Bringing Sense to the Senseless

One week has passed since tragedy struck Virginia Tech, leaving the nation in shock and in mourning for the past several days. Now, news crews, for the most part, have left the campus, and the front pages of the nation's most-read news sources are no longer blaring photos and headlines centered on the deadliest mass shooting in modern U.S. history.

Students, meanwhile, are returning to their classes as the nation tries to return to normalcy – though some of those directly influenced by last week's tragedy acknowledge that normalcy may never come back; and if it did, it would be a different type of "normal."

So, has this dark chapter in America's history basically come to an end?

A 23-year-old gunman goes on a shooting rampage, ending the lives of 33 people, including himself; the nation mourns and then moves on?

In the history recorded within the Bible, human tragedy is almost always followed by miraculous transformation. Through the intense persecution that separated and scattered the first Christians, the Gospel message was able to spread out even faster and further. And, most notably, through the death of Christ came the salvation of all mankind.

In situations seen initially as tragedy, God opens new doors of opportunity to turn what was meant for evil and use it for good.

What transformation will come from last week's tragedy?

Are we going to take this opportunity to try to give meaning to the senseless loss of innocent lives?

What kind of ending are we going to give to this tragic story – an ending filled with mourning and goodbyes?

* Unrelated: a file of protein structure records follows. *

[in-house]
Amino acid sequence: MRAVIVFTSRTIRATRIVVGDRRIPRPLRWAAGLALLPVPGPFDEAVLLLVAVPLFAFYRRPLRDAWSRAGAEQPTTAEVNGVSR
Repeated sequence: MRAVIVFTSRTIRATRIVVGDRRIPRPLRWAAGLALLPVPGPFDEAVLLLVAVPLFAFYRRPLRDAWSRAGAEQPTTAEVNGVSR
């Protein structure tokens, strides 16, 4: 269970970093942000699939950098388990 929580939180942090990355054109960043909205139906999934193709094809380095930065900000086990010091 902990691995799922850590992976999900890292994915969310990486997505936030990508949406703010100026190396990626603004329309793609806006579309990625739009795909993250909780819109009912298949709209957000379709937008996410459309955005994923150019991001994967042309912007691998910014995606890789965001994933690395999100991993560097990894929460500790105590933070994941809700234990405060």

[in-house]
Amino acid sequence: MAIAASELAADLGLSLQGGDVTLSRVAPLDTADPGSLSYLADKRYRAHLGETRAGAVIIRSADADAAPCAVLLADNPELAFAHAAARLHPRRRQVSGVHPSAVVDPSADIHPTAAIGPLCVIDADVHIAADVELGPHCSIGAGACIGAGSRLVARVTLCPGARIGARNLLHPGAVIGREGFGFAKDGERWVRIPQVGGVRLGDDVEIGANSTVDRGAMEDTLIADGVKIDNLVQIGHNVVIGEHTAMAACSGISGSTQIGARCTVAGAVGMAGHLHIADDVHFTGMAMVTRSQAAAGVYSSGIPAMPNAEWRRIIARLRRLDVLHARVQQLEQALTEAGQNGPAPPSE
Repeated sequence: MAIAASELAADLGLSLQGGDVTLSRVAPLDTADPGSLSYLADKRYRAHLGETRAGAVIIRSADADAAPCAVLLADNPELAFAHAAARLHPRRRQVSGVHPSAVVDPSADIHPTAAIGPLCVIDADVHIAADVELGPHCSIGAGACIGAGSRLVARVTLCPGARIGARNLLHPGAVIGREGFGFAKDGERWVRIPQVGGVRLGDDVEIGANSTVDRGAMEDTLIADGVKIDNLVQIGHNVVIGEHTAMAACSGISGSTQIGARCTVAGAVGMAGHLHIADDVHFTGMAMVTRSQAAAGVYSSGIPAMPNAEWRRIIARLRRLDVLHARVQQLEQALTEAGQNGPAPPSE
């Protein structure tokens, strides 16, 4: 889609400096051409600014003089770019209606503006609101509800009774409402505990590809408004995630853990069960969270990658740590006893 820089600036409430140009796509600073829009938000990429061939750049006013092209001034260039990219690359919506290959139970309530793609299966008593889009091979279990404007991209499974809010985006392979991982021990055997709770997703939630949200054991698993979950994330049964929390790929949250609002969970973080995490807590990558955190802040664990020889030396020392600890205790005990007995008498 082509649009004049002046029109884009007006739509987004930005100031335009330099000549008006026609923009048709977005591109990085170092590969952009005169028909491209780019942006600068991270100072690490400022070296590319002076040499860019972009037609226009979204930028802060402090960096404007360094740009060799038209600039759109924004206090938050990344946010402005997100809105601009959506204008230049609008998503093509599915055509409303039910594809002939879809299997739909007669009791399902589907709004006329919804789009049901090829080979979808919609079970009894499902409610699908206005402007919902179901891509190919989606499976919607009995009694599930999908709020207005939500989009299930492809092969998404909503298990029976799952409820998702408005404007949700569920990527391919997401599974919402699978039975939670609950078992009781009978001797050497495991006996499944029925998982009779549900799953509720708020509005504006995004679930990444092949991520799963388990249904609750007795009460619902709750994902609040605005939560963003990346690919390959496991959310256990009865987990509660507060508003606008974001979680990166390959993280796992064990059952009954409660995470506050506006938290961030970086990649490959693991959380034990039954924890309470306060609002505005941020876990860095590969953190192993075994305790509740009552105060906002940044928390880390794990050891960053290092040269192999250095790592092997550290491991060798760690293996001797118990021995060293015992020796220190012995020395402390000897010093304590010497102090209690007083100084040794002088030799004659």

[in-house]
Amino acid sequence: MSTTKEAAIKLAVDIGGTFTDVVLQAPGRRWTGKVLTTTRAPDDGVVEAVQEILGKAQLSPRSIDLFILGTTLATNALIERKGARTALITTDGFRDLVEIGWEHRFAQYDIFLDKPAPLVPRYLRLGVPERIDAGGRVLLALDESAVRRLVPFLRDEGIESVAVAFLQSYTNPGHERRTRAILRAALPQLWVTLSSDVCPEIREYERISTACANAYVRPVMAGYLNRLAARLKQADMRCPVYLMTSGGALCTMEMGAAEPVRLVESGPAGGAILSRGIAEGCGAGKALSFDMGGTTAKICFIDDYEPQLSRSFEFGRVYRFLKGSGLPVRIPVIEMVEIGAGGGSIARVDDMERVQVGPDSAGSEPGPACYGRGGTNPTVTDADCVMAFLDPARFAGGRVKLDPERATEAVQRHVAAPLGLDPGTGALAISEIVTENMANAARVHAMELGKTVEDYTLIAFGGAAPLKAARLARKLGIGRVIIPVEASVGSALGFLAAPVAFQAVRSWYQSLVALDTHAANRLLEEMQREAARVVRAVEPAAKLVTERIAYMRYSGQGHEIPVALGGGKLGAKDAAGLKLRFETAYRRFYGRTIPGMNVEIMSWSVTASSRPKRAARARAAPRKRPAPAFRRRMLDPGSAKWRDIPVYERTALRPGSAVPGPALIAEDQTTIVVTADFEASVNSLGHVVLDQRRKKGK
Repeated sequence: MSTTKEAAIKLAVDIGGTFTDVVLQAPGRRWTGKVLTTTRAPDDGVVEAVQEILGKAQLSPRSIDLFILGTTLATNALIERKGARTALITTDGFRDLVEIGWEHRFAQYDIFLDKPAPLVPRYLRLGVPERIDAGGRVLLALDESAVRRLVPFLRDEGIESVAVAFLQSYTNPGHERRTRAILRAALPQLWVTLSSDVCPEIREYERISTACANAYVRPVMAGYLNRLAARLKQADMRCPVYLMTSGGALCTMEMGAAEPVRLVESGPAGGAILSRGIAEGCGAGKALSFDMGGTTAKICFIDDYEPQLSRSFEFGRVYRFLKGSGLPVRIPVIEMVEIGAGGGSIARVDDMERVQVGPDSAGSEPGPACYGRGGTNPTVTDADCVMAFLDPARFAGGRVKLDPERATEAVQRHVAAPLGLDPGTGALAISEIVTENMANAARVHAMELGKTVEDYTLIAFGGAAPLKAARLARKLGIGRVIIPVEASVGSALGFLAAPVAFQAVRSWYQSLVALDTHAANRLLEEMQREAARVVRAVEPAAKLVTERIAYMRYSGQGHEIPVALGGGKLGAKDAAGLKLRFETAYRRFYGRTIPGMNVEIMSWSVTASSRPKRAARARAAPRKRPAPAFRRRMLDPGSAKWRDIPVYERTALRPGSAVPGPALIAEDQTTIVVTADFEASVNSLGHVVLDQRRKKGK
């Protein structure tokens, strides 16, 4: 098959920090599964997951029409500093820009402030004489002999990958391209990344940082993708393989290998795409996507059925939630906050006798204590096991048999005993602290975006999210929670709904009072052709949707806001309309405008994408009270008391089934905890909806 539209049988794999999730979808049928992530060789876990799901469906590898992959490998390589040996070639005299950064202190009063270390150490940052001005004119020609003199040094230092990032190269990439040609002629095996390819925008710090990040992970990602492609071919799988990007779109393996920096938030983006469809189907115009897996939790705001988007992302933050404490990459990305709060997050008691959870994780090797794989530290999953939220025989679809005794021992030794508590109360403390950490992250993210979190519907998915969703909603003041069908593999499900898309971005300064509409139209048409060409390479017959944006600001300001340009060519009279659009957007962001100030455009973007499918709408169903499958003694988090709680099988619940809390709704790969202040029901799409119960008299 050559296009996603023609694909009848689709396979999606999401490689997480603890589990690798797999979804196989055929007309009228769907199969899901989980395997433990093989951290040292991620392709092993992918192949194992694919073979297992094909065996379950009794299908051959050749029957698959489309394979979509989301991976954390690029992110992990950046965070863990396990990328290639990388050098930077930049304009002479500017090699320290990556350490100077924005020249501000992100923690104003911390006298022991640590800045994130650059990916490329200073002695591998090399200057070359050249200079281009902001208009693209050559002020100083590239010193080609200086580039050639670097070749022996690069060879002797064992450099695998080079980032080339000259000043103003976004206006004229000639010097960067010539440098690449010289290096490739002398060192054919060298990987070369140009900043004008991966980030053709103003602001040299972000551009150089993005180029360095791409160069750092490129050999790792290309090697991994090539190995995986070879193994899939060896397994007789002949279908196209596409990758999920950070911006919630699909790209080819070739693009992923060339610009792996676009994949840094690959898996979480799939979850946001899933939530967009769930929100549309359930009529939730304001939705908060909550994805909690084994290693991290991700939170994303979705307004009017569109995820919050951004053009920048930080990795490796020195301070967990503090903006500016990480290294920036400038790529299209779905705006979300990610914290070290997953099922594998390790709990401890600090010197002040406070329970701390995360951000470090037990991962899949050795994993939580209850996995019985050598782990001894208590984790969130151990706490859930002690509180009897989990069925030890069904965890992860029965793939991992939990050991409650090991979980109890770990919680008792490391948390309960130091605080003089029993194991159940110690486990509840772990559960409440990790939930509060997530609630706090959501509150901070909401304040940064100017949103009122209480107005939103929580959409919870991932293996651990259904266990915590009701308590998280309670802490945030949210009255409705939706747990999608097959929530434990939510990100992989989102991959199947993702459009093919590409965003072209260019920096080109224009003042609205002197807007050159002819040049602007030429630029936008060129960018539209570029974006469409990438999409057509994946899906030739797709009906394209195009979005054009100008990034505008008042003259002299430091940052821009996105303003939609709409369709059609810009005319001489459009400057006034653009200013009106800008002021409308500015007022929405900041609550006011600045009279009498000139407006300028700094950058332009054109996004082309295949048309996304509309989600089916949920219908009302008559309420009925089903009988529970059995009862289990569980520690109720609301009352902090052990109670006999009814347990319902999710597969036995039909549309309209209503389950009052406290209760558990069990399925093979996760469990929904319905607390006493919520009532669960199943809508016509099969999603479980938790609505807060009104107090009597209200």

While we can't save the lives of those who have left, we can save the lives of those who are still here.

Gregory Eells of Cornell University's health center points out that "a lot of the things that have been said about this young man are applicable to hundreds of thousands of college students, in terms of dark writings or violent writings, and even problematic behavior, even sometimes stalking behavior.

"That's more common than you would like to believe," he told CNN.

And what has become clear is that at numerous points over the past year and a half, critical incidents took place that at least gave people around loner-turned-gunman Seung-Hui Cho – as well as administrators, police and mental health providers – windows into his state of mind, and perhaps chances to alter his path to destruction.

Many Virginia Tech students, however, say that they do not want to second-guess and are content that university officials and those who came in contact with Cho did the best they could to prevent the tragedy.

And it's possible that they did do the best they could.

But the question that should come to mind is not whether those around Cho did their best, but rather are we doing our best for those that we're around who may be in need of outreach?

Following last week's tragedy, there needs to be a greater effort to reach out to the lost and the helpless.

If the many people out there on the path towards destruction can be saved as a result of the tragedy, then the fruits of good can outweigh the fruits of evil.

The nation and its people should move on, but not by closing this dark chapter in history with the burial of the dead. Rather by adding to the chapter a brighter ending – with the hope of new life.